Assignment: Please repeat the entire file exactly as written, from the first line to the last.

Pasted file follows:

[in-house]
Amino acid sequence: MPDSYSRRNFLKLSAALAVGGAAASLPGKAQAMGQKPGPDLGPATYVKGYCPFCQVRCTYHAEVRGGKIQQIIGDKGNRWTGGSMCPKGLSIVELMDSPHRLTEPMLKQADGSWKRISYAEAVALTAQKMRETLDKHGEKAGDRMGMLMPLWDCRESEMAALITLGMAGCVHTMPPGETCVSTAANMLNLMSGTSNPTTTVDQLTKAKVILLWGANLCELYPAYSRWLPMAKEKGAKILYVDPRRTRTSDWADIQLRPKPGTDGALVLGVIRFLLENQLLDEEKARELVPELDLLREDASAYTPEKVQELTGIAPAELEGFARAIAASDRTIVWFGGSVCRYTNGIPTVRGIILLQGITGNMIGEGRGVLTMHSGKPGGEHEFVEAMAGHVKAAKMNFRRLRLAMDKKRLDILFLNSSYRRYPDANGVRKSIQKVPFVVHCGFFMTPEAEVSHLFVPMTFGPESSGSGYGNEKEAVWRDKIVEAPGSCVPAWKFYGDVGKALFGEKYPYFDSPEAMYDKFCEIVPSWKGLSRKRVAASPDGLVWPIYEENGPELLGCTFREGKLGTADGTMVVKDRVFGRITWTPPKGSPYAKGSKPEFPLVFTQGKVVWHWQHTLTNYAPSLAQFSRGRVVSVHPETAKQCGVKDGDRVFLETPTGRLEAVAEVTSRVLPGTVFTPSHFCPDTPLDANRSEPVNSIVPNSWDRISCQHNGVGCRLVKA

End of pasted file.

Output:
[in-house]
Amino acid sequence: MPDSYSRRNFLKLSAALAVGGAAASLPGKAQAMGQKPGPDLGPATYVKGYCPFCQVRCTYHAEVRGGKIQQIIGDKGNRWTGGSMCPKGLSIVELMDSPHRLTEPMLKQADGSWKRISYAEAVALTAQKMRETLDKHGEKAGDRMGMLMPLWDCRESEMAALITLGMAGCVHTMPPGETCVSTAANMLNLMSGTSNPTTTVDQLTKAKVILLWGANLCELYPAYSRWLPMAKEKGAKILYVDPRRTRTSDWADIQLRPKPGTDGALVLGVIRFLLENQLLDEEKARELVPELDLLREDASAYTPEKVQELTGIAPAELEGFARAIAASDRTIVWFGGSVCRYTNGIPTVRGIILLQGITGNMIGEGRGVLTMHSGKPGGEHEFVEAMAGHVKAAKMNFRRLRLAMDKKRLDILFLNSSYRRYPDANGVRKSIQKVPFVVHCGFFMTPEAEVSHLFVPMTFGPESSGSGYGNEKEAVWRDKIVEAPGSCVPAWKFYGDVGKALFGEKYPYFDSPEAMYDKFCEIVPSWKGLSRKRVAASPDGLVWPIYEENGPELLGCTFREGKLGTADGTMVVKDRVFGRITWTPPKGSPYAKGSKPEFPLVFTQGKVVWHWQHTLTNYAPSLAQFSRGRVVSVHPETAKQCGVKDGDRVFLETPTGRLEAVAEVTSRVLPGTVFTPSHFCPDTPLDANRSEPVNSIVPNSWDRISCQHNGVGCRLVKA